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Made in Afghanistan Agricultural Equipment aims to meet Market Demand

October 27, 2015


The threshing machines made in Afghanistan have made life so much easier. Finding spare parts and making repares can now be done locally.

Rumi Consultancy/ World Bank

Story Highlights
  • A pilot business development program is proving to be a winner for a local agricultural equipment manufacturer and its customers in Nangarhar Province.
  • The program, under the Afghanistan New Market Development, implemented by the Ministry of Commerce and Industries, is piloted in four urban centers that are the major hubs of economic activity in the country.
  • ANMDP, supported by the World Bank, helps domestic small & medium enterprises (SMEs) through a series of targeted support such as improving product quality, boosting productive capacity, and acquiring new technologies.

JALALABAD CITY, Nangarhar Province – Farming just became a whole lot easier for Enayatullah, 35, a farmer from Surkh Road district, located 13 km outside Jalalabad City.

Enayatullah owns 15 acres of farming land and has recently purchased five new domestically produced threshing machines. “These new machines have really made our work much easier,” he says. “The machines are homemade in Afghanistan, so if they break, we no longer have to wait for a foreign mechanic to come and fix it. Now Afghans can service the equipment ourselves
in country.”

The local production of agricultural equipment is the result of a move by the Ministry of Commerce and Industries to help enterprises increase skills, technology, and capacity to enable them to compete on domestic and export markets through the Afghanistan New Market Development Project (ANMDP), operated by the funding support from the World Bank. 

The ANMDP, launched in May 2011, is a cost-sharing program to support Afghan Small & Medium Enterprises (SMEs) and Business Associations with access to Business Development Services (BDS) to enhance their productive capacity and encourage innovation through product and/or market diversification. The Facility for New Market Development (FNMD) as the core window through which firms access assistance, operates in four key cities of the country including Kabul, Mazar-e-Sharif, Jalalabad and Herat. The FNMD helps SMEs and Business Associations to gain market knowledge, improve product quality and processing technologies, and increase their presence in both domestic and export markets. Other FNMD supporting activities include a marketing and communications program, core skills building workshops and supplementary support for developing business plans.


Jawed Company now manufacture's threshing machines, which help farmers winnow their wheat, rice and corn crops

Rumi Consultancy/World Bank

" We learned very useful skills in this program. Through these training courses, we realized that it is possible to produce our products with resources available within Afghanistan.  "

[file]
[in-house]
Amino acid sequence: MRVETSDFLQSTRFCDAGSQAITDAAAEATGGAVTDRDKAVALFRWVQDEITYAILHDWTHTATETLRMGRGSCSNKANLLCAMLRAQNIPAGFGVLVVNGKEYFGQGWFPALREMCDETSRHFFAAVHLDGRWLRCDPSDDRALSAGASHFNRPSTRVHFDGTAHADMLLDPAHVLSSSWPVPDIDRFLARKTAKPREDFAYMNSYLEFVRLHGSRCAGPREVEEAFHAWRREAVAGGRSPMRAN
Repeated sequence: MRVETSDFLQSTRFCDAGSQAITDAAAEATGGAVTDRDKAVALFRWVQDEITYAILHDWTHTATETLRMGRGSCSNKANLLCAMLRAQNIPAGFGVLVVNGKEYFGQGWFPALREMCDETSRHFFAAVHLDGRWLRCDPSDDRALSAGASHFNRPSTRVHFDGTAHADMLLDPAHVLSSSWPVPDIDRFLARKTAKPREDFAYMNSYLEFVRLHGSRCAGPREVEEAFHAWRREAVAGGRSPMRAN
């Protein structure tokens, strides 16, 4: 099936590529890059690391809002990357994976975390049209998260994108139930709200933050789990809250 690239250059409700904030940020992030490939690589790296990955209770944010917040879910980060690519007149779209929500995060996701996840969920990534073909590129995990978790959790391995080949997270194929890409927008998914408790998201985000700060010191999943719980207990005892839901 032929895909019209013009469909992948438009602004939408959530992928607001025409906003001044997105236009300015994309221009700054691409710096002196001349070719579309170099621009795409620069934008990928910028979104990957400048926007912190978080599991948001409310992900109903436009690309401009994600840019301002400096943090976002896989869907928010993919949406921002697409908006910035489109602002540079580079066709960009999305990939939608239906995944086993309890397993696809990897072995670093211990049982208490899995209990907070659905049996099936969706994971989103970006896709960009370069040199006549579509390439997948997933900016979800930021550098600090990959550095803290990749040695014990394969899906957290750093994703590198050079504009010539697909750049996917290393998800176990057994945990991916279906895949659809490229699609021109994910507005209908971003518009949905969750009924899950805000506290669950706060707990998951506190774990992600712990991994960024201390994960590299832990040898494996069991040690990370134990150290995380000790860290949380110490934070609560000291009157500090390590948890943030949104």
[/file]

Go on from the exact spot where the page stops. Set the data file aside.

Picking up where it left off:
Hedayatullah Shinwari

Welder, Jawed Afghan Company


After the project trained staff, Jawed Company was able to hire and train more people to manufacture thresher parts using material locally available in Afghanistan.

Rumi Consultancy/ World Bank

One such beneficiary enterprise is the Jawed Afghan Factory, which has been a major manufacturer of agricultural equipment for years, but only recently made unprecedented progress. The factory, headquartered in Jalalabad, the capital city of Nangarhar Province, has benefited from the ANMDP.

“In the past, people travelled to Pakistan to buy threshers there, and we imported parts from Pakistan to manufacture trolleys
here,” says Toor Malang, 47, the company’s Director. “With support from the ANMDP, we were able to offer local training courses to our staff, and can now produce the parts ourselves.”

“We manufacture threshing machines, which help farmers winnow their wheat, rice and corn crops,” explains Malang. “We also manufacture vehicle-pulled trolleys, which farmers pull behind tractors to transport crops from their fields to facilities.”

SME support project increases sales, jobs, and income 

One of ANMDP’s objectives is to create job opportunities in the short term, with room for more growth in the long term. Jawed Afghan Company saw this job creation over the first six months of joining the pilot program.

“After the project trained our staff, we hired more people and trained them to manufacture thresher parts using materials locally available in Afghanistan,” Malang says. “We now have about 100 employees receiving salaries ranging from $100 to $400 per month.”

The company has also expanded employment in its branches in the provinces of Herat, Kandahar, Helmand, Ghazni, Logar, Kabul, Balkh, Kunduz, and Baghlan. Malang estimates the company has increased the number of employees by 30 percent in the year since joining the project.

Hedayadullah Shinwari, 45, a welder with more than 15 years of experience, is pleased with the training he received. “We learned very useful skills in this program,” he says. “Through these training courses, we realized that it is possible to produce our products with resources available within Afghanistan. The company has made great progress and our income has also increased since we went through the training.”

Employees at the company are working hard to meet the company goal to manufacture 400 threshers by mid-2015. Each of these machines will sell for about $6,000. Orders for four of the machines have already been placed from Tajikistan, in response to a television advertisement that was also made possible as a result of ANMDP support.